Shelly Enger-Triebenbach

shelly-engfer-triebenbach

In May of 2013 I was just finishing up my 18th year teaching vocal music in a public school. I noticed I would become out of breath very easily. I saw my general practitioner and received the diagnosis of pneumonia. I was given an inhaler and some antibiotics and was told to come back if I didn’t feel better. The next day I felt worse so I saw a pulmonologist who took a chest X-ray. I was immediately sent to the hospital for a pericardiocentesis and had 1.5 liters of fluid drained from around my heart. Read more

Pete Hendricks

pete-hendricks

In December 2014, I had a bad cough. By March 2015 the persistent cough was wearing me down. I saw my primary doctor who did an x-ray and saw a spot on my lung, but rather than doing a scan he suggested a change in medication. I sought out multiple opinions and medications, eventually returning back to my primary doctor who suggested blood work and ordered a scan. On June 19, 2015, my wife Judy and I went to the scan appointment. My doctor called me to tell me it didn’t look good and that it showed a cancerous tumor. Read more

Judy Kenady

judy-kenady

I LOVE the fall in Minnesota and clearly remember the fall of 2005 following my diagnosis of lung cancer. I recall sitting on the couch looking at the gorgeous, vivid colors of the trees and feeling so calm. I knew there was absolutely nothing I could do other than trust in my faith, the physician’s, my family and friends to get me through whatever was to come. Read more

Rebecca Quaid

rebecca-quaid

On October 7th, 2011, I was diagnosed with a malignant non-small cell tumor in my right middle lobe bronchus. In an instant my life changed forever. Recently I had received a CT scan of my lungs, as I have severe COPD. The scan revealed a collapsed right middle lobe. A bronchoscopy was performed, a small mass was found, and the biopsy revealed the devastating news. Read more

Jean Beales

jean-beales

Being a nonsmoker and living a healthy lifestyle, I was floored when I was diagnosed with stage 4 lung cancer in 2013. As there is no cancer in my family tree, it was even more shocking. Seeking treatment I immediately sensed a stigma surrounding lung cancer. Everyone assumes you smoked. That angered me and to add insult to injury it seemed that all the focus and funding was on breast cancer. Read more

Marilyn Petrich

marilyn-petrich

I was diagnosed with lung cancer a year and a half ago. I am a former smoker, but quit 40 years ago so I never thought about the possibility of lung cancer. I was very fortunate that while undergoing a cardiac screening, I had a CT scan and an abnormality showed up on my lungs. My primary care physician followed up with me and I ended up being diagnosed with stage 1B lung cancer. Because of my diagnosis, I am a strong advocate for screening and early detection. Read more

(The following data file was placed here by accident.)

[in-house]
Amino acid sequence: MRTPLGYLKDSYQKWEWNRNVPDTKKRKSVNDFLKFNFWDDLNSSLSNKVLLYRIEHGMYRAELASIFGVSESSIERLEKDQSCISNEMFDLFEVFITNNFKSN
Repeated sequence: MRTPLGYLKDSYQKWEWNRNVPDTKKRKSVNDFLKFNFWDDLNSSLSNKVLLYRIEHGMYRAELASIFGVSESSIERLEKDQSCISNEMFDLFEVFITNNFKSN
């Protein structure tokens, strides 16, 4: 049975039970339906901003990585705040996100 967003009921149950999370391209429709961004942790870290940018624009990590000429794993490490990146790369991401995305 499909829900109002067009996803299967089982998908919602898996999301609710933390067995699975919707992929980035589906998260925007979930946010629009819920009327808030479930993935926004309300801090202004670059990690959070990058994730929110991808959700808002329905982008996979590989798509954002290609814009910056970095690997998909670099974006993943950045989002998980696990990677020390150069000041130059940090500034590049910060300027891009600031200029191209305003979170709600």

Lori Shipman

lori-shipman

It all started fall of 2015 with a dry cough. I was a healthy, active 46-year-old nonsmoker – a working wife and mom of three teenagers. I ate healthy, swam competitively and practiced yoga. My cough would come and go, but I was never sick enough to go to the doctor and I had no other symptoms. Read more

Kristi Flann

kristi-flann

My cancer story began in March 2014 when I was diagnosed with stage IV adenocarcinoma lung cancer which had spread to my lymph nodes, spine, and hip. After extensive testing, I was informed I had a rare mutation called ALK and I could be treated with Xalkori which is an oral chemotherapy pill that had been successful in reducing the spread of the cancer. Read more

Julie Swedberg

julie-swedberg

Back in November of 2015, I felt a lump in my breast. I immediately panicked and went to the doctor right away. I was praised about how proactive I was being for being so attentive to my health and the symptoms that were presenting. The biopsy came back as benign, and I breathed a sigh of relief. Little did I know that the true enemy was lurking directly behind what I thought was my main risk for cancer. Read more

Katherine Bensen

Katherine Bensen

In November of 2014, Katherine Bensen, a 40-year-old nonsmoker, got on a treadmill and had trouble breathing. She tried lifting weights and couldn’t. Although Katherine had been seen by various doctors for a few years because of swollen lymph nodes, the doctors told her nothing was wrong. Katherine felt tired but thought it was due to her busy lifestyle as a wife and working mother of four. Read more